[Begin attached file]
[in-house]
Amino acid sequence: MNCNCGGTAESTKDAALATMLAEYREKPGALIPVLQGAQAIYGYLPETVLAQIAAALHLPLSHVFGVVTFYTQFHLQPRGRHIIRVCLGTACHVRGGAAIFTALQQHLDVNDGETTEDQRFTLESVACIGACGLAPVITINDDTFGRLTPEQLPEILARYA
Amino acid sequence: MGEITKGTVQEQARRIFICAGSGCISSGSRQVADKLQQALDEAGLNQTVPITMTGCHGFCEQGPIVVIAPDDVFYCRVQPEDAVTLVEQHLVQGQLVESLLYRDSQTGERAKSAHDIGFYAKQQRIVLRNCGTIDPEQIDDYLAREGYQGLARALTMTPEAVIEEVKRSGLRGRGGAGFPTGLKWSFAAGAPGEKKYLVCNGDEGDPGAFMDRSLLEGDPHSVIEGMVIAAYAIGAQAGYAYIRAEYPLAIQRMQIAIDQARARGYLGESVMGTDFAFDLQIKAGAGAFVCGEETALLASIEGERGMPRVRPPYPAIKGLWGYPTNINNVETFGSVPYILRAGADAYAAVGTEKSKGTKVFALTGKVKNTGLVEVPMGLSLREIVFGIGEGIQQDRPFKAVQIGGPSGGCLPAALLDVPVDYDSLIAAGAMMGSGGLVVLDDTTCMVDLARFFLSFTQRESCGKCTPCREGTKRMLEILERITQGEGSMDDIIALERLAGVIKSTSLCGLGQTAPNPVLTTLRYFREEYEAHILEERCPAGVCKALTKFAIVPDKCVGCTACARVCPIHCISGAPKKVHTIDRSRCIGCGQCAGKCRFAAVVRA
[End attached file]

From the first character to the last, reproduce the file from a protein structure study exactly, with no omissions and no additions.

[in-house]
Amino acid sequence: MNCNCGGTAESTKDAALATMLAEYREKPGALIPVLQGAQAIYGYLPETVLAQIAAALHLPLSHVFGVVTFYTQFHLQPRGRHIIRVCLGTACHVRGGAAIFTALQQHLDVNDGETTEDQRFTLESVACIGACGLAPVITINDDTFGRLTPEQLPEILARYA
Amino acid sequence: MGEITKGTVQEQARRIFICAGSGCISSGSRQVADKLQQALDEAGLNQTVPITMTGCHGFCEQGPIVVIAPDDVFYCRVQPEDAVTLVEQHLVQGQLVESLLYRDSQTGERAKSAHDIGFYAKQQRIVLRNCGTIDPEQIDDYLAREGYQGLARALTMTPEAVIEEVKRSGLRGRGGAGFPTGLKWSFAAGAPGEKKYLVCNGDEGDPGAFMDRSLLEGDPHSVIEGMVIAAYAIGAQAGYAYIRAEYPLAIQRMQIAIDQARARGYLGESVMGTDFAFDLQIKAGAGAFVCGEETALLASIEGERGMPRVRPPYPAIKGLWGYPTNINNVETFGSVPYILRAGADAYAAVGTEKSKGTKVFALTGKVKNTGLVEVPMGLSLREIVFGIGEGIQQDRPFKAVQIGGPSGGCLPAALLDVPVDYDSLIAAGAMMGSGGLVVLDDTTCMVDLARFFLSFTQRESCGKCTPCREGTKRMLEILERITQGEGSMDDIIALERLAGVIKSTSLCGLGQTAPNPVLTTLRYFREEYEAHILEERCPAGVCKALTKFAIVPDKCVGCTACARVCPIHCISGAPKKVHTIDRSRCIGCGQCAGKCRFAAVVRA